• Experimental long-term diabetes mellitus alters the transcriptome and biomechanical properties of the rat urinary bladder

      Hindi, Emad A.; Williams, Craig J.; Zeef, Leo A. H.; Lopes, Filipa M.; Newman, Katie; Davey, Martha M. M.; Hodson, Nigel W.; Hilton, Emma N.; Huang, Jennifer L.; Price, Karen L.; et al. (Nature Publishing Group UK, 2021-07-30)
      Abstract: Diabetes mellitus (DM) is the leading cause of chronic kidney disease and diabetic nephropathy is widely studied. In contrast, the pathobiology of diabetic urinary bladder disease is less understood despite dysfunctional voiding being common in DM. We hypothesised that diabetic cystopathy has a characteristic molecular signature. We therefore studied bladders of hyperglycaemic and polyuric rats with streptozotocin (STZ)-induced DM. Sixteen weeks after induction of DM, as assessed by RNA arrays, wide-ranging changes of gene expression occurred in DM bladders over and above those induced in bladders of non-hyperglycaemic rats with sucrose-induced polyuria. The altered transcripts included those coding for extracellular matrix regulators and neural molecules. Changes in key genes deregulated in DM rat bladders were also detected in db/db mouse bladders. In DM rat bladders there was reduced birefringent collagen between detrusor muscle bundles, and atomic force microscopy showed a significant reduction in tissue stiffness; neither change was found in bladders of sucrose-treated rats. Thus, altered extracellular matrix with reduced tissue rigidity may contribute to voiding dysfunction in people with long-term DM. These results serve as an informative stepping stone towards understanding the complex pathobiology of diabetic cystopathy.
    • Experimental long-term diabetes mellitus alters the transcriptome and biomechanical properties of the rat urinary bladder

      Hindi, Emad A.; Williams, Craig J.; Zeef, Leo A. H.; Lopes, Filipa M.; Newman, Katie; Davey, Martha M. M.; Hodson, Nigel W.; Hilton, Emma N.; Huang, Jennifer L.; Price, Karen L.; et al. (Nature Publishing Group UK, 2021-07-30)
      Abstract: Diabetes mellitus (DM) is the leading cause of chronic kidney disease and diabetic nephropathy is widely studied. In contrast, the pathobiology of diabetic urinary bladder disease is less understood despite dysfunctional voiding being common in DM. We hypothesised that diabetic cystopathy has a characteristic molecular signature. We therefore studied bladders of hyperglycaemic and polyuric rats with streptozotocin (STZ)-induced DM. Sixteen weeks after induction of DM, as assessed by RNA arrays, wide-ranging changes of gene expression occurred in DM bladders over and above those induced in bladders of non-hyperglycaemic rats with sucrose-induced polyuria. The altered transcripts included those coding for extracellular matrix regulators and neural molecules. Changes in key genes deregulated in DM rat bladders were also detected in db/db mouse bladders. In DM rat bladders there was reduced birefringent collagen between detrusor muscle bundles, and atomic force microscopy showed a significant reduction in tissue stiffness; neither change was found in bladders of sucrose-treated rats. Thus, altered extracellular matrix with reduced tissue rigidity may contribute to voiding dysfunction in people with long-term DM. These results serve as an informative stepping stone towards understanding the complex pathobiology of diabetic cystopathy.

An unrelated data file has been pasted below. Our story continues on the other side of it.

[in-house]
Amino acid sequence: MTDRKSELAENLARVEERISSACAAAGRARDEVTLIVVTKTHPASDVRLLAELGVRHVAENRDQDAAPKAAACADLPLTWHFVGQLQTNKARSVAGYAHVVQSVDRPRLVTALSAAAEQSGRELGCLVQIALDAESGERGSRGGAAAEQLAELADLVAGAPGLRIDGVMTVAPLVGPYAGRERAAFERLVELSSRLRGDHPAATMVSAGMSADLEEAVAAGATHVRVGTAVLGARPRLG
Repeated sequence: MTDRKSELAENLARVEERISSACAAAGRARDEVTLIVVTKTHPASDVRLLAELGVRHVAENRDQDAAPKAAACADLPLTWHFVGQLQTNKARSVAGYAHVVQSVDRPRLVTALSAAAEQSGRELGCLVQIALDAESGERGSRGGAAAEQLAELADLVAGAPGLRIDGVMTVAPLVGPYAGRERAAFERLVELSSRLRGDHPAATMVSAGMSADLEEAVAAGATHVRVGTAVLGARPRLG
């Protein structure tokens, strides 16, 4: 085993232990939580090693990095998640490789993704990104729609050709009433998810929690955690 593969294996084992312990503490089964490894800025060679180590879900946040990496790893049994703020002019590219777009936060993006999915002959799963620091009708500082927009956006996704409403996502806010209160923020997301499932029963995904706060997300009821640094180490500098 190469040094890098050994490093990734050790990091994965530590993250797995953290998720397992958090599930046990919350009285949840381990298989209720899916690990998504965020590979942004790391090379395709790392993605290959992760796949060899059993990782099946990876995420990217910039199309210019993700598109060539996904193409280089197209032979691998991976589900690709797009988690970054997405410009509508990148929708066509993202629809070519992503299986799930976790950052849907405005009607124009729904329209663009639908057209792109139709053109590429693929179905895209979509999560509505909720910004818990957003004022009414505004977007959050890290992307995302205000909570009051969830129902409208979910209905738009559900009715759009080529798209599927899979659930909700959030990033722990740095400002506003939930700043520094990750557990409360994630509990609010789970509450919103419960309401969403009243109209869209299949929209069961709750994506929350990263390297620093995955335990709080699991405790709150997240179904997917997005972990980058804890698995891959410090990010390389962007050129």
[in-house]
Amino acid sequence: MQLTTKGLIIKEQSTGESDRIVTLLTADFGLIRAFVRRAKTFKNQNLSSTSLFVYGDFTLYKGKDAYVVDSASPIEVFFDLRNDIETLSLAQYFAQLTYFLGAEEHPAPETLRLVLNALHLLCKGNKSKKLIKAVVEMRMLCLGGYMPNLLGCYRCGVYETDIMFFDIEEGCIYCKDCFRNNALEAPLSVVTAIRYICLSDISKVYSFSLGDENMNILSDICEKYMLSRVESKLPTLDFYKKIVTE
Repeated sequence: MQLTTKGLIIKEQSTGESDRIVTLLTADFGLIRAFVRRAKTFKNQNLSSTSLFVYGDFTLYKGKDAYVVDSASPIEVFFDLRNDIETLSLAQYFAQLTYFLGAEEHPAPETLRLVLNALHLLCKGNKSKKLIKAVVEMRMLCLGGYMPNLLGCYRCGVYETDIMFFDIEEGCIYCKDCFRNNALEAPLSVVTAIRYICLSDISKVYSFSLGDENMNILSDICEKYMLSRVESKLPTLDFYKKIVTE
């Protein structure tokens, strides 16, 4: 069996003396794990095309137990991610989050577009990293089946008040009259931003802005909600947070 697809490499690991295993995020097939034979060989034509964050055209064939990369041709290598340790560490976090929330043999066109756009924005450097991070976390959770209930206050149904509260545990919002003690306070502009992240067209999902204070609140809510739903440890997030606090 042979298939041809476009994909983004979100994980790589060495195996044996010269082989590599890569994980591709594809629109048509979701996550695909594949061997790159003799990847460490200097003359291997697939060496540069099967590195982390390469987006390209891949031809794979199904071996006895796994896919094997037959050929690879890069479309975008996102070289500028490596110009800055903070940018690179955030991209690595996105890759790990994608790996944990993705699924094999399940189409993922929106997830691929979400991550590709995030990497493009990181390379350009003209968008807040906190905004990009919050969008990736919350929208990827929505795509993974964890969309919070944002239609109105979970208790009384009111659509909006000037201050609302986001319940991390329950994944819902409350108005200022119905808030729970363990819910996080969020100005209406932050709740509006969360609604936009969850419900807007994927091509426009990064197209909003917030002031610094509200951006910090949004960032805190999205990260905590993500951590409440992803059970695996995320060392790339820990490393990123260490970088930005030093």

• Memory CD8 + T cells exhibit tissue imprinting and non‐stable exposure‐dependent reactivation characteristics following blood‐stage Plasmodium berghei ANKA infections

      Shaw, Tovah N.; Haley, Michael J.; Dookie, Rebecca S.; Godfrey, Jenna J.; Cheeseman, Antonn J.; Strangward, Patrick; Zeef, Leo A. H.; Villegas‐Mendez, Ana; Couper, Kevin N.; orcid: 0000-0003-4659-8960; email: kevin.couper@manchester.ac.uk (2021-08-27)
      Abstract: Experimental cerebral malaria (ECM) is a severe complication of Plasmodium berghei ANKA (PbA) infection in mice, characterized by CD8+ T‐cell accumulation within the brain. Whilst the dynamics of CD8+ T‐cell activation and migration during extant primary PbA infection have been extensively researched, the fate of the parasite‐specific CD8+ T cells upon resolution of ECM is not understood. In this study, we show that memory OT‐I cells persist systemically within the spleen, lung and brain following recovery from ECM after primary PbA‐OVA infection. Whereas memory OT‐I cells within the spleen and lung exhibited canonical central memory (Tcm) and effector memory (Tem) phenotypes, respectively, memory OT‐I cells within the brain post‐PbA‐OVA infection displayed an enriched CD69+CD103− profile and expressed low levels of T‐bet. OT‐I cells within the brain were excluded from short‐term intravascular antibody labelling but were targeted effectively by longer‐term systemically administered antibodies. Thus, the memory OT‐I cells were extravascular within the brain post‐ECM but were potentially not resident memory cells. Importantly, whilst memory OT‐I cells exhibited strong reactivation during secondary PbA‐OVA infection, preventing activation of new primary effector T cells, they had dampened reactivation during a fourth PbA‐OVA infection. Overall, our results demonstrate that memory CD8+ T cells are systemically distributed but exhibit a unique phenotype within the brain post‐ECM, and that their reactivation characteristics are shaped by infection history. Our results raise important questions regarding the role of distinct memory CD8+ T‐cell populations within the brain and other tissues during repeat Plasmodium infections.